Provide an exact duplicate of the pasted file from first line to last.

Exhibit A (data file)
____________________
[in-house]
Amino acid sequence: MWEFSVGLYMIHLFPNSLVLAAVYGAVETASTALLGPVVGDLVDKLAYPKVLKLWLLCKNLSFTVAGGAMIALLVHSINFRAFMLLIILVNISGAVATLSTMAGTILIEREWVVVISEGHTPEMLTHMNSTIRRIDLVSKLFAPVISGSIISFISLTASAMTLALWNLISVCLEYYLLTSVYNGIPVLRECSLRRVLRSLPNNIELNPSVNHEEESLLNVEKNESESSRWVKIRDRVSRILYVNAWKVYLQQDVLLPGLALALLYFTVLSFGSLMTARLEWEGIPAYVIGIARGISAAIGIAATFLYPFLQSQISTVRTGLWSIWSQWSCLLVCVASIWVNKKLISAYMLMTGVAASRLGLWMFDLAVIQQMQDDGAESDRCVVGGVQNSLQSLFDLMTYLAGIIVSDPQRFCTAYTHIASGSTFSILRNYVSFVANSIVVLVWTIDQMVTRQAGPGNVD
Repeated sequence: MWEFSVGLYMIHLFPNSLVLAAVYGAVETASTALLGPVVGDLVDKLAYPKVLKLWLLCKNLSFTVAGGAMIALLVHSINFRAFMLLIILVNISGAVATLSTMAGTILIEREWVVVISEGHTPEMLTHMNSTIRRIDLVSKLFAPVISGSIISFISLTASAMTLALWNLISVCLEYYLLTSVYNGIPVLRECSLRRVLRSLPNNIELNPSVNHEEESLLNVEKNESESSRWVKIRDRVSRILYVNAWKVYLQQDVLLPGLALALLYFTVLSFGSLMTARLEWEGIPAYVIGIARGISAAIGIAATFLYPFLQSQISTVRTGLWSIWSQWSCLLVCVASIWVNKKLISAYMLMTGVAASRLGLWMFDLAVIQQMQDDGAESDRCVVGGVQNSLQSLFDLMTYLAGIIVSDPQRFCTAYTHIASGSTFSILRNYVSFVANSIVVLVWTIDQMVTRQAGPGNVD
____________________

[in-house]
Amino acid sequence: MWEFSVGLYMIHLFPNSLVLAAVYGAVETASTALLGPVVGDLVDKLAYPKVLKLWLLCKNLSFTVAGGAMIALLVHSINFRAFMLLIILVNISGAVATLSTMAGTILIEREWVVVISEGHTPEMLTHMNSTIRRIDLVSKLFAPVISGSIISFISLTASAMTLALWNLISVCLEYYLLTSVYNGIPVLRECSLRRVLRSLPNNIELNPSVNHEEESLLNVEKNESESSRWVKIRDRVSRILYVNAWKVYLQQDVLLPGLALALLYFTVLSFGSLMTARLEWEGIPAYVIGIARGISAAIGIAATFLYPFLQSQISTVRTGLWSIWSQWSCLLVCVASIWVNKKLISAYMLMTGVAASRLGLWMFDLAVIQQMQDDGAESDRCVVGGVQNSLQSLFDLMTYLAGIIVSDPQRFCTAYTHIASGSTFSILRNYVSFVANSIVVLVWTIDQMVTRQAGPGNVD
Repeated sequence: MWEFSVGLYMIHLFPNSLVLAAVYGAVETASTALLGPVVGDLVDKLAYPKVLKLWLLCKNLSFTVAGGAMIALLVHSINFRAFMLLIILVNISGAVATLSTMAGTILIEREWVVVISEGHTPEMLTHMNSTIRRIDLVSKLFAPVISGSIISFISLTASAMTLALWNLISVCLEYYLLTSVYNGIPVLRECSLRRVLRSLPNNIELNPSVNHEEESLLNVEKNESESSRWVKIRDRVSRILYVNAWKVYLQQDVLLPGLALALLYFTVLSFGSLMTARLEWEGIPAYVIGIARGISAAIGIAATFLYPFLQSQISTVRTGLWSIWSQWSCLLVCVASIWVNKKLISAYMLMTGVAASRLGLWMFDLAVIQQMQDDGAESDRCVVGGVQNSLQSLFDLMTYLAGIIVSDPQRFCTAYTHIASGSTFSILRNYVSFVANSIVVLVWTIDQMVTRQAGPGNVD